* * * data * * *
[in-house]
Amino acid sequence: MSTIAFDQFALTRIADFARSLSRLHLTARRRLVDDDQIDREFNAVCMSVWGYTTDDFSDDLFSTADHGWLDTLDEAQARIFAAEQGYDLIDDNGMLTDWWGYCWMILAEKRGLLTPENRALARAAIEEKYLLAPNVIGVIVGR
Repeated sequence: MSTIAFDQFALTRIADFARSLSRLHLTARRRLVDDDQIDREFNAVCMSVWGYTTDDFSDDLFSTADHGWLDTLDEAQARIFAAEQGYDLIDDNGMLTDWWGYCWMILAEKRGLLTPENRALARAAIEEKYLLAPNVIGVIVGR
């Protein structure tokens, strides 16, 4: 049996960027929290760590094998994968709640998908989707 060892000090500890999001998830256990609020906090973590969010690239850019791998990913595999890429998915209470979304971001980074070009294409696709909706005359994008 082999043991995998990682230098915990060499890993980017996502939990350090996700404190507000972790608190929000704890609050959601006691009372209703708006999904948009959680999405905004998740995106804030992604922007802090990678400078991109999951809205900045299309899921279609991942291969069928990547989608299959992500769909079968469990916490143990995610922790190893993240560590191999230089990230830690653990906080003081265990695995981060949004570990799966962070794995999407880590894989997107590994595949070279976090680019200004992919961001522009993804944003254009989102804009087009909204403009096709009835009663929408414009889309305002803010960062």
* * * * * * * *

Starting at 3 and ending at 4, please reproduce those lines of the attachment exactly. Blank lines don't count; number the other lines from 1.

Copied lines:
Repeated sequence: MSTIAFDQFALTRIADFARSLSRLHLTARRRLVDDDQIDREFNAVCMSVWGYTTDDFSDDLFSTADHGWLDTLDEAQARIFAAEQGYDLIDDNGMLTDWWGYCWMILAEKRGLLTPENRALARAAIEEKYLLAPNVIGVIVGR
């Protein structure tokens, strides 16, 4: 049996960027929290760590094998994968709640998908989707 060892000090500890999001998830256990609020906090973590969010690239850019791998990913595999890429998915209470979304971001980074070009294409696709909706005359994008 082999043991995998990682230098915990060499890993980017996502939990350090996700404190507000972790608190929000704890609050959601006691009372209703708006999904948009959680999405905004998740995106804030992604922007802090990678400078991109999951809205900045299309899921279609991942291969069928990547989608299959992500769909079968469990916490143990995610922790190893993240560590191999230089990230830690653990906080003081265990695995981060949004570990799966962070794995999407880590894989997107590994595949070279976090680019200004992919961001522009993804944003254009989102804009087009909204403009096709009835009663929408414009889309305002803010960062």